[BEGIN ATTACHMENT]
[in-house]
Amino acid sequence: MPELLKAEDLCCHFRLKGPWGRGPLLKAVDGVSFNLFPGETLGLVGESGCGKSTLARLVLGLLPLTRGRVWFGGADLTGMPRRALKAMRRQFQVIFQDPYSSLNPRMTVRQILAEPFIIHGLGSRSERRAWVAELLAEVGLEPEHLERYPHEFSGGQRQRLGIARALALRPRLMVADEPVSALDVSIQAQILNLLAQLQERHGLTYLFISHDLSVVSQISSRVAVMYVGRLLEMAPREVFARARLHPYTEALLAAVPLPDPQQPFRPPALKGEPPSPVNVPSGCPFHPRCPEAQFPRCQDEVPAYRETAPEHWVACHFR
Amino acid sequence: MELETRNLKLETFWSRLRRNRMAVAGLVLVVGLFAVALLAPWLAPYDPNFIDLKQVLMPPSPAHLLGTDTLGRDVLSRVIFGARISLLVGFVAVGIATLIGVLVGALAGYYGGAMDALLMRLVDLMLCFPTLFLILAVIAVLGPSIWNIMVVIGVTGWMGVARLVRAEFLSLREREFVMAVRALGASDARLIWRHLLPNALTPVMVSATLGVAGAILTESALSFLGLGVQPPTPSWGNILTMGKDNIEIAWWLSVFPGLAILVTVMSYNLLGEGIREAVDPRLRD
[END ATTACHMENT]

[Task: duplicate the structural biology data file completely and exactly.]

[in-house]
Amino acid sequence: MPELLKAEDLCCHFRLKGPWGRGPLLKAVDGVSFNLFPGETLGLVGESGCGKSTLARLVLGLLPLTRGRVWFGGADLTGMPRRALKAMRRQFQVIFQDPYSSLNPRMTVRQILAEPFIIHGLGSRSERRAWVAELLAEVGLEPEHLERYPHEFSGGQRQRLGIARALALRPRLMVADEPVSALDVSIQAQILNLLAQLQERHGLTYLFISHDLSVVSQISSRVAVMYVGRLLEMAPREVFARARLHPYTEALLAAVPLPDPQQPFRPPALKGEPPSPVNVPSGCPFHPRCPEAQFPRCQDEVPAYRETAPEHWVACHFR
Amino acid sequence: MELETRNLKLETFWSRLRRNRMAVAGLVLVVGLFAVALLAPWLAPYDPNFIDLKQVLMPPSPAHLLGTDTLGRDVLSRVIFGARISLLVGFVAVGIATLIGVLVGALAGYYGGAMDALLMRLVDLMLCFPTLFLILAVIAVLGPSIWNIMVVIGVTGWMGVARLVRAEFLSLREREFVMAVRALGASDARLIWRHLLPNALTPVMVSATLGVAGAILTESALSFLGLGVQPPTPSWGNILTMGKDNIEIAWWLSVFPGLAILVTVMSYNLLGEGIREAVDPRLRD